4. Vincent-Philippe Lauzon 2017-07-31 at 14:34

    It sounds like you didn’t “grant the permissions” (search for those terms in this page) on your Legacy Service.

  5. Ogheneogaga Agi 2017-08-08 at 21:49

    Please is there a working code example…?

  6. Vincent-Philippe Lauzon 2017-08-30 at 14:04

    There is code in the article and it is working… can you be more specific?

  7. Gene 2017-09-05 at 17:51

    Hello Vincent, The code calls I understand. But from where did the assigned values come from, for the variables: tenant , serviceUri , clientID? I know what TenantId is, and what ApplicationId is (in this Azure AD context). But ‘tenant’ is not TenantId, and I do not know that ‘clientID’ is? For ‘serviceUri’, I expect to use , does that seem sane?

    Thanks for the C# code example, by the way.

  8. Vincent-Philippe Lauzon 2017-09-06 at 14:18

    Hi Gene,

    Good feedback. I’ve added an update below the ADAL code snippet to explain where those constants come from.

    Hopefully that answers your questions.

  9. Zaki Saad 2017-09-24 at 22:25

    Amazing, I have been having so many issues integrating the M$ portal into a secure enterprise web app - could not thank you more for this!

  10. Vincent-Philippe Lauzon 2017-09-25 at 06:04

    Glad to hear that!

  11. harish 2017-09-29 at 10:57

    Thanks much for the article , bumped across this after trying several other failed attempts.

  12. Siddharth Dhawan 2017-10-12 at 00:50

    Hey, can i tried to use the same approach to authenticate an AD user to a web app. I got the following exception: “Failed to acquire token silently as no token was found in the cache”

  13. Vincent-Philippe Lauzon 2017-10-12 at 10:58

    You should be able to. There might be something wrong with your configuration as it seems to require a pre-existing token in the cache and it shouldn’t.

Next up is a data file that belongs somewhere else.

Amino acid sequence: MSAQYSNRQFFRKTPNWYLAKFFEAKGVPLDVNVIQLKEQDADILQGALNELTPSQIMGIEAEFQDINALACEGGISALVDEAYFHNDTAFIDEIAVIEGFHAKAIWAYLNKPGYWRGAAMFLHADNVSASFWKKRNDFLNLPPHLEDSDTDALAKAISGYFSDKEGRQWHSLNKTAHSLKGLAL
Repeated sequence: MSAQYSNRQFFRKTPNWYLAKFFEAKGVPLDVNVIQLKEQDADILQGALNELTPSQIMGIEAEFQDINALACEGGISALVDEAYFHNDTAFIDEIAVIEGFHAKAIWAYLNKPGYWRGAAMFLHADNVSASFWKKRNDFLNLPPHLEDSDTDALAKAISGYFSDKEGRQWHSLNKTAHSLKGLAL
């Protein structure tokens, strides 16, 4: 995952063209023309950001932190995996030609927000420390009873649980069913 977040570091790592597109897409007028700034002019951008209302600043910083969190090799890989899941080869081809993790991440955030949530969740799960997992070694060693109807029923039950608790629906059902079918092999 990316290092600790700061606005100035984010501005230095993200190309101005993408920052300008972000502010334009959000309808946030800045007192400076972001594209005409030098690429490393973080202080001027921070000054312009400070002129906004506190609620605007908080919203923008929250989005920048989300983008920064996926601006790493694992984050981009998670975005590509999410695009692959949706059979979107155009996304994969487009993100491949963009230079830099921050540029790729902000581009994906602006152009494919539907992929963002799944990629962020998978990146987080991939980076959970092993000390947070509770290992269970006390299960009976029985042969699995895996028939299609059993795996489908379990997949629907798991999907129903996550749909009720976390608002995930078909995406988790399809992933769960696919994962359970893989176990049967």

14. Noor Elahi 2017-10-16 at 05:59

    Line 59: var credentials = new Microsoft.IdentityModel.Clients.ActiveDirectory.UserCredential(userName, password); Line 60: //var credentials = new UserPasswordCredential(userName, password); Line 61: var authResult = await authContext.AcquireTokenAsync(serviceUri, clientID, credentials);

    [AdalServiceException: AADSTS70002: The request body must contain the following parameter: ‘client_secret or client_assertion’.

  15. Vincent-Philippe Lauzon 2017-10-17 at 14:32

    No idea of my own… But check out and search for the error message. Someone gives the guidance of a trailer slash…

  16. Joshua@MSFT 2017-10-18 at 18:13

    Great write up! The only thing I’d add is if you do this in a static method, you’ll need to call:


    right after instantiating the AuthorizationContext.

  17. Kostadin Mandulov 2017-10-30 at 04:14

    Ran into the same error following the example to the letter.

  18. Justin 2017-12-06 at 08:09

    I am very new to async tasks so any help is much appreciated. I am never able to obtain the results of the async task you show above as I always seem to end up with “An asynchronous module or handler completed while an asynchronous operation was still pending.” What is the correct way to obtain the results of the access token in the method you provide?

  19. Vincent-Philippe Lauzon 2017-12-06 at 10:16

    I think you have a problem with the environment. Take a look at the like of

  20. Justin 2017-12-06 at 10:45